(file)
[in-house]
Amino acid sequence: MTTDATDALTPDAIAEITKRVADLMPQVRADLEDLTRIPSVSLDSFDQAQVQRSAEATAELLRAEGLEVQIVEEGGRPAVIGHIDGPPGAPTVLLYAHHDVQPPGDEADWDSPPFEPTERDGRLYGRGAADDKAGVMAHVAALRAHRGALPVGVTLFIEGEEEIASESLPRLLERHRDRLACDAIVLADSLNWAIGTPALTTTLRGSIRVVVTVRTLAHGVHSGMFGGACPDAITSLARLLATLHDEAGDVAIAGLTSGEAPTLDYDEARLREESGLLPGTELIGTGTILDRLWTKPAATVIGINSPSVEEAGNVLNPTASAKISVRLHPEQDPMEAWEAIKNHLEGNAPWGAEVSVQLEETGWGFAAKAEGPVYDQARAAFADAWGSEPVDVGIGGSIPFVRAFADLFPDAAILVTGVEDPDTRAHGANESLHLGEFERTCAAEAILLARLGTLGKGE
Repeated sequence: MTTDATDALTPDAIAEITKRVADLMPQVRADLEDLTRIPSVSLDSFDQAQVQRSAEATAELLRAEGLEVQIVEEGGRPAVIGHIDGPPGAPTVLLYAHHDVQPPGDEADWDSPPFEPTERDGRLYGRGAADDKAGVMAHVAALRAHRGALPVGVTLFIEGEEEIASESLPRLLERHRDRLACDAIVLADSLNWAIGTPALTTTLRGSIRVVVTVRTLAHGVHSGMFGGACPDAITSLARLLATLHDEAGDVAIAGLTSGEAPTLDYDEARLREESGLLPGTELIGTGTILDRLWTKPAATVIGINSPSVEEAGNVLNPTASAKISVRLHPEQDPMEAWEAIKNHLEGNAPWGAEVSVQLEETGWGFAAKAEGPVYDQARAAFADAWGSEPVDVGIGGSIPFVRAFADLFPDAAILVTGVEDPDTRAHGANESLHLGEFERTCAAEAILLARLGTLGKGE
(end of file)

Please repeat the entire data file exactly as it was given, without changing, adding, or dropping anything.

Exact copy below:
[in-house]
Amino acid sequence: MTTDATDALTPDAIAEITKRVADLMPQVRADLEDLTRIPSVSLDSFDQAQVQRSAEATAELLRAEGLEVQIVEEGGRPAVIGHIDGPPGAPTVLLYAHHDVQPPGDEADWDSPPFEPTERDGRLYGRGAADDKAGVMAHVAALRAHRGALPVGVTLFIEGEEEIASESLPRLLERHRDRLACDAIVLADSLNWAIGTPALTTTLRGSIRVVVTVRTLAHGVHSGMFGGACPDAITSLARLLATLHDEAGDVAIAGLTSGEAPTLDYDEARLREESGLLPGTELIGTGTILDRLWTKPAATVIGINSPSVEEAGNVLNPTASAKISVRLHPEQDPMEAWEAIKNHLEGNAPWGAEVSVQLEETGWGFAAKAEGPVYDQARAAFADAWGSEPVDVGIGGSIPFVRAFADLFPDAAILVTGVEDPDTRAHGANESLHLGEFERTCAAEAILLARLGTLGKGE
Repeated sequence: MTTDATDALTPDAIAEITKRVADLMPQVRADLEDLTRIPSVSLDSFDQAQVQRSAEATAELLRAEGLEVQIVEEGGRPAVIGHIDGPPGAPTVLLYAHHDVQPPGDEADWDSPPFEPTERDGRLYGRGAADDKAGVMAHVAALRAHRGALPVGVTLFIEGEEEIASESLPRLLERHRDRLACDAIVLADSLNWAIGTPALTTTLRGSIRVVVTVRTLAHGVHSGMFGGACPDAITSLARLLATLHDEAGDVAIAGLTSGEAPTLDYDEARLREESGLLPGTELIGTGTILDRLWTKPAATVIGINSPSVEEAGNVLNPTASAKISVRLHPEQDPMEAWEAIKNHLEGNAPWGAEVSVQLEETGWGFAAKAEGPVYDQARAAFADAWGSEPVDVGIGGSIPFVRAFADLFPDAAILVTGVEDPDTRAHGANESLHLGEFERTCAAEAILLARLGTLGKGE